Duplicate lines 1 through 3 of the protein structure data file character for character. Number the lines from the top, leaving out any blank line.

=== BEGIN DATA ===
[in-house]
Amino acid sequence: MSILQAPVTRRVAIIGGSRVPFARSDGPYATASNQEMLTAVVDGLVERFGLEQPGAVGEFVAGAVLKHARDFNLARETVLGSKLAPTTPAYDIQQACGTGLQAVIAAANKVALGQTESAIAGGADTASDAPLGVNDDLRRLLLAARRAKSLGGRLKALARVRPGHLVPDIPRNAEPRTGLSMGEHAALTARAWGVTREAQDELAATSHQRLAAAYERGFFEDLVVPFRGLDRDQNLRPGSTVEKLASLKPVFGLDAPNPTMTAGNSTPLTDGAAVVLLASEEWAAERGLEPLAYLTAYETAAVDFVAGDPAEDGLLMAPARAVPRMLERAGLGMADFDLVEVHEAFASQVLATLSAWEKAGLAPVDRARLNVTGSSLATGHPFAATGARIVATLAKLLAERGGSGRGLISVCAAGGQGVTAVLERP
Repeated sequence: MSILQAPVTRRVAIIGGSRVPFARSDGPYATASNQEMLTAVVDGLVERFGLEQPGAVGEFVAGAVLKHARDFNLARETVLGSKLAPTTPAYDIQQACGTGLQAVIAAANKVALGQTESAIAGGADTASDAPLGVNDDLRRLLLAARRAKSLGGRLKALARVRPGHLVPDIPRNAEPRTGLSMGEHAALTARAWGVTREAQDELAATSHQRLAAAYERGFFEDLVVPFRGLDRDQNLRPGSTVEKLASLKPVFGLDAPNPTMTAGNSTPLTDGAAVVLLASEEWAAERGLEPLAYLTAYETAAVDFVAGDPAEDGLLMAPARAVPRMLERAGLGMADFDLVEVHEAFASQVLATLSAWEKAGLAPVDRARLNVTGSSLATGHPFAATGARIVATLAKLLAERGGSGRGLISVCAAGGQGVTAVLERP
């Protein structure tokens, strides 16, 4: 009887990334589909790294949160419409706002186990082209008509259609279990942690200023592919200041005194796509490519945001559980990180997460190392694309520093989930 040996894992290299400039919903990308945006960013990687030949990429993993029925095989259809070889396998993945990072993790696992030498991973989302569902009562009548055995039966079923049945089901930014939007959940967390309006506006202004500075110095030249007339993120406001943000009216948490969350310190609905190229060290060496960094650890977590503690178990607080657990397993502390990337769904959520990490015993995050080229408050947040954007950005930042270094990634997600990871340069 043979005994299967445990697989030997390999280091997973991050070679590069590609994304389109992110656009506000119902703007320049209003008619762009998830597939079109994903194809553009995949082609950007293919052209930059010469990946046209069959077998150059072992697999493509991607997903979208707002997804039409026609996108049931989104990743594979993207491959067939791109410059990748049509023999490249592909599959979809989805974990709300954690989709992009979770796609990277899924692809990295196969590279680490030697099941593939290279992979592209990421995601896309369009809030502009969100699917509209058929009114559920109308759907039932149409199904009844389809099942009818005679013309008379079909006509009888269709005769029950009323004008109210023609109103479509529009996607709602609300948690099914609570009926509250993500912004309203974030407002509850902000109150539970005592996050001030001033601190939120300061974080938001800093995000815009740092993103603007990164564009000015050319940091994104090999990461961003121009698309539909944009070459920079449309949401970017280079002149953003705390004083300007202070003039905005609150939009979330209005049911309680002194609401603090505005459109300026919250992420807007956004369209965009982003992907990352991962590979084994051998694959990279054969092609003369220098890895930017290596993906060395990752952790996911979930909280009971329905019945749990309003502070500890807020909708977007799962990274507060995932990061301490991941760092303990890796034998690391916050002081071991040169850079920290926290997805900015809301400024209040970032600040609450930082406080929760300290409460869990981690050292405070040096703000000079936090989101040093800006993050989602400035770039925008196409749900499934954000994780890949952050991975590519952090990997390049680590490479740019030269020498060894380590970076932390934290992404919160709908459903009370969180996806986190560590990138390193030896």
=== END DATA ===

[in-house]
Amino acid sequence: MSILQAPVTRRVAIIGGSRVPFARSDGPYATASNQEMLTAVVDGLVERFGLEQPGAVGEFVAGAVLKHARDFNLARETVLGSKLAPTTPAYDIQQACGTGLQAVIAAANKVALGQTESAIAGGADTASDAPLGVNDDLRRLLLAARRAKSLGGRLKALARVRPGHLVPDIPRNAEPRTGLSMGEHAALTARAWGVTREAQDELAATSHQRLAAAYERGFFEDLVVPFRGLDRDQNLRPGSTVEKLASLKPVFGLDAPNPTMTAGNSTPLTDGAAVVLLASEEWAAERGLEPLAYLTAYETAAVDFVAGDPAEDGLLMAPARAVPRMLERAGLGMADFDLVEVHEAFASQVLATLSAWEKAGLAPVDRARLNVTGSSLATGHPFAATGARIVATLAKLLAERGGSGRGLISVCAAGGQGVTAVLERP
Repeated sequence: MSILQAPVTRRVAIIGGSRVPFARSDGPYATASNQEMLTAVVDGLVERFGLEQPGAVGEFVAGAVLKHARDFNLARETVLGSKLAPTTPAYDIQQACGTGLQAVIAAANKVALGQTESAIAGGADTASDAPLGVNDDLRRLLLAARRAKSLGGRLKALARVRPGHLVPDIPRNAEPRTGLSMGEHAALTARAWGVTREAQDELAATSHQRLAAAYERGFFEDLVVPFRGLDRDQNLRPGSTVEKLASLKPVFGLDAPNPTMTAGNSTPLTDGAAVVLLASEEWAAERGLEPLAYLTAYETAAVDFVAGDPAEDGLLMAPARAVPRMLERAGLGMADFDLVEVHEAFASQVLATLSAWEKAGLAPVDRARLNVTGSSLATGHPFAATGARIVATLAKLLAERGGSGRGLISVCAAGGQGVTAVLERP